There was a professor at my university who taught creative writing and had a fondness for children’s literature. I never took one of her classes because I was still going to be a doctor at the time, but I knew who she was. My junior year her husband died. It was sudden and unexpected, and while those are two overused words after someone dies when they weren’t sick, they’re true. Sooner than I expected, she came to speak to my publishing class. Someone braver than me asked her how she dealt with his death. There were no pauses, hesitations, or sadness in her response. It was simple:
“I write. I write every day because if I don’t, I wouldn’t be able to be here with you.”
She went on to say that journaling was the best thing for her pain. I’m pleased to say that she was able to find someone new a year later. Someone who would help raise her young daughters.
I had always written fiction, non-fiction if someone made me, and I didn’t write every day. I wrote because I wanted to, but it was never out of necessity. Some might say that because I don’t feel the burning need to write every single day that means I’m not meant to be a writer. I don’t care. I write words of some kind each day. They just might not be novels or stories, but they’re there. Friday night, the need to write struck me over the head so hard, I whipped out my phone and started a word document. I was babysitting for some friends. It was midnight. The kids and dogs were asleep, and it was quiet. If you’re anything like me, quiet triggers your thoughts on overdrive. I lay on the couch in a tragic pose that would have made Ann Radcliffe proud. As two tears, one at a time, ran down my cheek, I knew what I had to do—write.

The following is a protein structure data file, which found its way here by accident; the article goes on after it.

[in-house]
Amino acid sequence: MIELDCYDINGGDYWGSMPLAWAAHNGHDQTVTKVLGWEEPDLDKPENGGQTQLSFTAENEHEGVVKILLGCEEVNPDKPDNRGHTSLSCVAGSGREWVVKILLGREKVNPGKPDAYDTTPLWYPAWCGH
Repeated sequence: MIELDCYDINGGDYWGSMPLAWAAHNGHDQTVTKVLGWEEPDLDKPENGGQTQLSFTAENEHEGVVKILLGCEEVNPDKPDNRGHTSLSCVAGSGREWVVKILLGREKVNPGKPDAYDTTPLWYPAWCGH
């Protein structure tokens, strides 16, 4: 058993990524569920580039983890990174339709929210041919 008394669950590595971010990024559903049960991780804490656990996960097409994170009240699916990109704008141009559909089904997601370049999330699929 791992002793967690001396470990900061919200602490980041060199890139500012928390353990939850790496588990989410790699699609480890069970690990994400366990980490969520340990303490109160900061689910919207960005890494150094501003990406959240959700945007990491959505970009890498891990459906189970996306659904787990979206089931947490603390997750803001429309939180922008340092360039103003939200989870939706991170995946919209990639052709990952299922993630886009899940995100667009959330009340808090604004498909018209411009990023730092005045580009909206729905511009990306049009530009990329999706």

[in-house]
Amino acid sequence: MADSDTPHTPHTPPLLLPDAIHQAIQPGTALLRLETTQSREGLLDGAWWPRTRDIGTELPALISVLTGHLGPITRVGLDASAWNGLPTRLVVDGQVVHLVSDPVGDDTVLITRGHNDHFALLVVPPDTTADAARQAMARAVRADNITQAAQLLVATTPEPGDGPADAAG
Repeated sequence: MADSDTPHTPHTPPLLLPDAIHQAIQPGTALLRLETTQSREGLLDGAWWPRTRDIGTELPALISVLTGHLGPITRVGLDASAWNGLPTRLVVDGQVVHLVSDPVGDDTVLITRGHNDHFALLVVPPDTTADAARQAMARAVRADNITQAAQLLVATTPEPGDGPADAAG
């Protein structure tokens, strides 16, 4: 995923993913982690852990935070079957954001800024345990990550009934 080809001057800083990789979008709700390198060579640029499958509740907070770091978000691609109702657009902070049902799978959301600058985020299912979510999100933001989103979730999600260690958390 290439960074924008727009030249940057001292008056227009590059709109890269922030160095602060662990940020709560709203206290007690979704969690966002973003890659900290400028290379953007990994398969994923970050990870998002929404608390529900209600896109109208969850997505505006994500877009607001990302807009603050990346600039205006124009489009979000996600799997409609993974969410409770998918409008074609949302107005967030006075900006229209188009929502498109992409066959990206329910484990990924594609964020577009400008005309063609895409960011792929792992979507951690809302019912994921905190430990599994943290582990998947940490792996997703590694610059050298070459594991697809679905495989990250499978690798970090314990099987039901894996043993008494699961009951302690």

I didn’t write fiction. I wrote my story, my life. Not the whole thing, of course, but part of it. I started writing and kept at it until I had 600-odd words in 45 minutes of work. For the first time, writing was necessary. For the first time, I let my pent-up emotions pore out onto the page/screen. For the first time in a long time, I felt free. It’s not text that anyone should read unless I turn it into some personal reflection or essay, but it was cathartic.
Yesterday, I took another part of my life, one scene that had changed who I was and how I viewed myself for better or for worse, and relived it in vivid detail with words. I’ve told close friends the story before, but from a distance. I had always detached myself, using the “correct” perspective, the one where “everything is perfectly fine now so why give all the gory details?” This time I put myself right in my shoes that day, that hour, and told it as if the reader was sitting next to me. It hurt for a few minutes, but then relief took over.
As I wrote, I realized that that professor was right. Our pain hurts less if we put it on paper. If we let the words speak for us, then we don’t have to internalize it anymore. We don’t have to be ok. But in the process of writing, we’re one step closer to it. I was fine before, but now I can confidently say, “It’s over. It’s done, and it can’t hurt me anymore.” The good, the bad, the ugly*—it all deserves our attention if we’re only brave enough to face it.
*I do realize this is a movie, but it fit!